Sen. Marco Rubio of Florida, the Republican Party’s point man on Cuba, seemed to be struggling to contain his fury as he responded to President Obama’s move Wednesday to normalize relations with the Cold War foe.
The Cuban American legislator, addressing a roomful of reporters and photographers in the Capitol, chopped the air with his right hand, fired off terse answers to questions and, frequently raising his voice, spat insults at the Obama administration:
“Absurd.” “Disgraceful.” “Outrageous and ridiculous!” “Concession to a tyranny.” “Based on an illusion, on a lie.” “Conceding to the oppressors.” “Willfully ignorant of the way the world truly works.”
Fox News’s Chad Pergram asked Rubio why he was so confident the Cuba shift would be a disaster and not a success like the Camp David accords or the Good Friday agreement in Northern Ireland, which also had their critics.
“Because I know the Cuban regime and its true nature better than this president does or anybody in his administration does,” the senator replied.
Another questioner pointed out that younger Cuban Americans support normal relations with Cuba.
“I don’t care if the polls say that 99 percent of people believe we should normalize relations in Cuba,” Rubio answered, later adding: “I don’t care if 99 percent of people in polls disagree with my position. This is my position, and I feel passionately about it.”
He threatened to use his new position as a subcommittee chairman on the Senate Foreign Relations Committee to block the nomination of an ambassador to Cuba and the building of an embassy there, and he said the better policy would be to increase the Soviet-era sanctions.
Rubio’s emotional — and at times inaccurate — response to the policy change shows why Obama’s move to normalize ties to Cuba after more than half a century is both good policy and good politics. It’s good policy because it jettisons a vestigial policy that has stopped serving a useful purpose, and because it is a gutsy move by Obama that demonstrates strong leadership and will help revive him from lame-duck status. It’s good politics because it will reveal that the Cuban American old guard, whose position Rubio represents, no longer speaks for most Cuban Americans.
Florida International University, which annually polls Cuban Americans, found this year that 68 percent favor diplomatic relations with Cuba. Only 41 percent of those 65 and older favor normalization, while 88 percent between the ages of 18 and 29 do.
But Rubio was responding with his gut, which has been seasoned by the unwavering dogma of Cuban exiles. He began his remarks with the phrase “As a descendant of Cuban immigrants and someone who’s been raised in a community of Cuban exiles,” and he observed that “Cuba is close to home for me, both because of my heritage, also because of the community I live in.”
This immersion has filled Rubio with faith-based logic — and an absolute certainty of outcomes that cannot be knowable. “I now know for a fundamental truth that this is going to make the day democracy comes to Cuba even further away,” he proclaimed. He further asserted that “I know this regime’s true nature. I interact with people that have been oppressed by it every single day. These changes will do nothing to change their behavior towards the Cuban people. [The regime] will be just as repressive a year from now as it is today.”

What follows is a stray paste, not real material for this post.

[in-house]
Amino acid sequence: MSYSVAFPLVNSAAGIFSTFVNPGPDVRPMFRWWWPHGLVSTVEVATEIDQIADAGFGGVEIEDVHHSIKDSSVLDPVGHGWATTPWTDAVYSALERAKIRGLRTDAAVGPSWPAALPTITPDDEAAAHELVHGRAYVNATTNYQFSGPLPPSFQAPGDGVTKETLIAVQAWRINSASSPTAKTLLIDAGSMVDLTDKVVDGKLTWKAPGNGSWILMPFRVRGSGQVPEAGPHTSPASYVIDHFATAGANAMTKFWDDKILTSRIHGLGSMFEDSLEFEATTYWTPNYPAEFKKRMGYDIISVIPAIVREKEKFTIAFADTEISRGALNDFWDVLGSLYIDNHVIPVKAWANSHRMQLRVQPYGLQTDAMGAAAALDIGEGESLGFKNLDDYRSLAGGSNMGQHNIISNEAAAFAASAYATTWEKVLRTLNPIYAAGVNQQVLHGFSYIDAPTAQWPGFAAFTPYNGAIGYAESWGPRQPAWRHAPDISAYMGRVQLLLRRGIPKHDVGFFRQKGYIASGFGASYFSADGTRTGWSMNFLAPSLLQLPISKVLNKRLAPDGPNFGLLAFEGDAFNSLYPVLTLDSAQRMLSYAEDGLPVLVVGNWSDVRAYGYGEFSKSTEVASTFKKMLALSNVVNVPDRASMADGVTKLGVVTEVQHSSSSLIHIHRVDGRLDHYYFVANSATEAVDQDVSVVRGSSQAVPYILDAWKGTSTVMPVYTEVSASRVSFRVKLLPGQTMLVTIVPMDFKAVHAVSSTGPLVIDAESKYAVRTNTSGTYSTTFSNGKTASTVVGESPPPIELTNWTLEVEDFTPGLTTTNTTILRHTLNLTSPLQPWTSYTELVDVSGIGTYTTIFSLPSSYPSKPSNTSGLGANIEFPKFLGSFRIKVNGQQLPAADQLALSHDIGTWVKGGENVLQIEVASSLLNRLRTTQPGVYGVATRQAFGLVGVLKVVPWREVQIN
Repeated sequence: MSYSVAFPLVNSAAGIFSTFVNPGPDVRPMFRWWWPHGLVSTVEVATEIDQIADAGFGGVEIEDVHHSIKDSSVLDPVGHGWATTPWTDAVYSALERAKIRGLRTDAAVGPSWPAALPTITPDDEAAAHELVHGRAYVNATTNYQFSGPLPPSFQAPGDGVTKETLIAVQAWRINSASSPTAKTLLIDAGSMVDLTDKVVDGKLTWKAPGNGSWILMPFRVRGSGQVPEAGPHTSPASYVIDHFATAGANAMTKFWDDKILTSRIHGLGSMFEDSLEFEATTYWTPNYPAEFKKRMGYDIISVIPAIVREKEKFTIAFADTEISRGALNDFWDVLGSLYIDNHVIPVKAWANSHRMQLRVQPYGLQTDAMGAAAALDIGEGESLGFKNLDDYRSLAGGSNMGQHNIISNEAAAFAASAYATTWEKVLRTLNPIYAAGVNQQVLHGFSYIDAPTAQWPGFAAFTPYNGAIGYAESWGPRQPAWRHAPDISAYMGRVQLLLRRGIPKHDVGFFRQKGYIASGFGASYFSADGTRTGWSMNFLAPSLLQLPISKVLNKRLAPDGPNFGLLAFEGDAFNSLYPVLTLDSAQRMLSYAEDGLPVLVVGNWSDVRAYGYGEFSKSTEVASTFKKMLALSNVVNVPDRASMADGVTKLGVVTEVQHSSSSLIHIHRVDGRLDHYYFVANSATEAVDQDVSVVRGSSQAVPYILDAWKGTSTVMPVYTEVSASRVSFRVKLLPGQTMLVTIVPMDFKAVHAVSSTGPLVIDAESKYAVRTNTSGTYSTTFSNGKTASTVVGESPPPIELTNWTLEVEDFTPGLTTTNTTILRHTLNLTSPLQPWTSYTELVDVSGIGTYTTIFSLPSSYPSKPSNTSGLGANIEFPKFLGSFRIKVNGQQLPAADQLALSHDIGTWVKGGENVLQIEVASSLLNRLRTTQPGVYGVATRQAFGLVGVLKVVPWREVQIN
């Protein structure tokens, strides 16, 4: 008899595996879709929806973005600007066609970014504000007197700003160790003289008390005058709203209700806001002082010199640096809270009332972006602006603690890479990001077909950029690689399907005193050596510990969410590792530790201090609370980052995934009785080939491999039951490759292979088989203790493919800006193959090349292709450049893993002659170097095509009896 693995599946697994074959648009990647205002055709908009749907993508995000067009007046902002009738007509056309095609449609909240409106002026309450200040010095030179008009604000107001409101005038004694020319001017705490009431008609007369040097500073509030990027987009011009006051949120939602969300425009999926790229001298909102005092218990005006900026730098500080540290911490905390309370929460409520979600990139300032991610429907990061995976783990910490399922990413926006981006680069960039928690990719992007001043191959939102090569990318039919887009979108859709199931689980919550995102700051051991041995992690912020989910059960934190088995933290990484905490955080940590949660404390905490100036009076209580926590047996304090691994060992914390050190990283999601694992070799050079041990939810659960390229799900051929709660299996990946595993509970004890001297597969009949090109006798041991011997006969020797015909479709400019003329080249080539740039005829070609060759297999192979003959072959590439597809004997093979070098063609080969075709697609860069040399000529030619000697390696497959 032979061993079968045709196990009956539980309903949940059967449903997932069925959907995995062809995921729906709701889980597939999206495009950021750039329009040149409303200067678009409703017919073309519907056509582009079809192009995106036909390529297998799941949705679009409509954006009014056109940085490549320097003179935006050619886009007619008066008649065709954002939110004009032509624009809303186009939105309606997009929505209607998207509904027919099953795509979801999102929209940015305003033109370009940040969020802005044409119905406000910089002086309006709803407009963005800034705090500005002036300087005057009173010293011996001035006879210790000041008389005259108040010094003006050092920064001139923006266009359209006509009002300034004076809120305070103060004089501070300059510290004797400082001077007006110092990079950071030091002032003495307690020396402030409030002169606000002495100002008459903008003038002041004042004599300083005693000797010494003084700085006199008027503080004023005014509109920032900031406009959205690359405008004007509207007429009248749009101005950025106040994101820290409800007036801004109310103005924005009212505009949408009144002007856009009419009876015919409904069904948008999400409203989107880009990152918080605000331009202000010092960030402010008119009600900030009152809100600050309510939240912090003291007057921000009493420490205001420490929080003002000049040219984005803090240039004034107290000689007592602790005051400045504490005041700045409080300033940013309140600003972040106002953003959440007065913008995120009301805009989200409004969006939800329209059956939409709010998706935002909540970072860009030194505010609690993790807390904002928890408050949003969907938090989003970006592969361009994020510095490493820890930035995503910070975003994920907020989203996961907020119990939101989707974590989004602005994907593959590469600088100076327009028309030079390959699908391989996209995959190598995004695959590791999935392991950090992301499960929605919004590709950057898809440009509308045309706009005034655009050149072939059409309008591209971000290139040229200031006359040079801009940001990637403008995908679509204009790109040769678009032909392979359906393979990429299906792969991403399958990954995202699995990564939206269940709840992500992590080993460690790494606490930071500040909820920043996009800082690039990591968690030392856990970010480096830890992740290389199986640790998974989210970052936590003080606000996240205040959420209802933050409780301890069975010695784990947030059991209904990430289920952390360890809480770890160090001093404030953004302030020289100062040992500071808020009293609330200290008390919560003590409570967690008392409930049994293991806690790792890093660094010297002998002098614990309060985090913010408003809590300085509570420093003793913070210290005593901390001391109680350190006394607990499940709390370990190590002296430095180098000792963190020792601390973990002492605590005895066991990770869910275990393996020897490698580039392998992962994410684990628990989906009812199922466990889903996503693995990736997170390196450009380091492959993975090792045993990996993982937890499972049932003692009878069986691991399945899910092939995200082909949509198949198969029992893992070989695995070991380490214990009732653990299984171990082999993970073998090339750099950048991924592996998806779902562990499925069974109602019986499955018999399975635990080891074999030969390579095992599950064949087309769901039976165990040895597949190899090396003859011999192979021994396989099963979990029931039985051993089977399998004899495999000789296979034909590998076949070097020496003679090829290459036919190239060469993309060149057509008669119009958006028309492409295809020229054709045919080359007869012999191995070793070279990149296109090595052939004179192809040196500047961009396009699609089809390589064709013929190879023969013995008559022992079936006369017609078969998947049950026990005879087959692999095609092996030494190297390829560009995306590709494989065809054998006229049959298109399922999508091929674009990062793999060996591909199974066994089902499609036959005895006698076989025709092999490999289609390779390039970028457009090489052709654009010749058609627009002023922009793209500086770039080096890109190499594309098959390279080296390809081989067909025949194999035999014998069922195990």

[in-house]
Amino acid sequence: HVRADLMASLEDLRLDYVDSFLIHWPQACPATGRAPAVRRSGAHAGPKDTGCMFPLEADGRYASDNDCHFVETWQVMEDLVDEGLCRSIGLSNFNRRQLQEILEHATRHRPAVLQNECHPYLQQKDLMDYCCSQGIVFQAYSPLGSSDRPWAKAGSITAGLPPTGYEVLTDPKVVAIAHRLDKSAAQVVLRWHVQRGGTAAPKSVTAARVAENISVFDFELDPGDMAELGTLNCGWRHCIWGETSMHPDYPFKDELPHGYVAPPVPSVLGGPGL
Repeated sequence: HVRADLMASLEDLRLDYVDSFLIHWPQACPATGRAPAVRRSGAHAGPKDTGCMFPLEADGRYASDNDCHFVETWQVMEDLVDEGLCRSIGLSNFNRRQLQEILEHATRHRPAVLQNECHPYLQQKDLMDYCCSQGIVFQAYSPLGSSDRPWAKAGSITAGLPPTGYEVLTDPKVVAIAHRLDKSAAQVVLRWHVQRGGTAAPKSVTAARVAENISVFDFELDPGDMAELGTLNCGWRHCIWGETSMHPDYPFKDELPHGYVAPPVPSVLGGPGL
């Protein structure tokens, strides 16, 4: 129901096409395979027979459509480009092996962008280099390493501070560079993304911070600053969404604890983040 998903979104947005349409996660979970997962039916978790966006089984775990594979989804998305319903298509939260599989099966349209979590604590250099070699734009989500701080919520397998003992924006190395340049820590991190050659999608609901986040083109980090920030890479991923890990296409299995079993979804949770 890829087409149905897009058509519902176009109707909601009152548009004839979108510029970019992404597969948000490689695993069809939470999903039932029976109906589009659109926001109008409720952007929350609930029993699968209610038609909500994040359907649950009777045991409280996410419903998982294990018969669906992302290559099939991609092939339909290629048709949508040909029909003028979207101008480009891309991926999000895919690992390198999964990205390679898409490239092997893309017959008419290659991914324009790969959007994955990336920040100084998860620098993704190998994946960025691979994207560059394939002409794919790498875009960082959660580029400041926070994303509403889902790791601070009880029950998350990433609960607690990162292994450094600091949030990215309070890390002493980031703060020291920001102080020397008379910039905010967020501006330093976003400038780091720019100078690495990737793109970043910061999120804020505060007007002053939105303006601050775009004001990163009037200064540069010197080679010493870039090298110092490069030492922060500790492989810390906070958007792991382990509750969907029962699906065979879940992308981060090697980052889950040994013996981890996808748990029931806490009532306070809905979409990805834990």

Before appearing in the Senate TV studio, Rubio granted an interview to Fox News in which he said that “Barack Obama is the worst negotiator that we’ve had as president since at least Jimmy Carter.” That would be the Jimmy Carter who negotiated the still-successful Camp David accords. By the time the 43-year-old Rubio gave his news conference, he revised that line, calling Obama “the single worst negotiator we have had in the White House in my lifetime.”
But Rubio had more trouble when The Washington Post’s Ed O’Keefe asked the Catholic lawmaker what he would say to Pope Francis, who intervened to encourage negotiations and to receive delegations from the two countries at the Vatican. “My understanding is that the influence that His Holiness had was on the release of [American Alan] Gross, which I’ve not criticized.”
A statement from the Vatican suggested its interest was broader than that, and the pope offered his “warm congratulations for the historic decision taken by the Governments of the United States of America and Cuba to establish diplomatic relations.”
The senator had a different view from the Holy Father. “In short, what these changes are going to do is they will tighten this regime’s grip on power for decades to come,” he said.
That’s the doctrine of senatorial infallibility, and it usually ends badly for its adherents.
* Dana Milbank escribe acerca del teatro político en la capital de la nación. Se unió al Post como reportero político en 2000.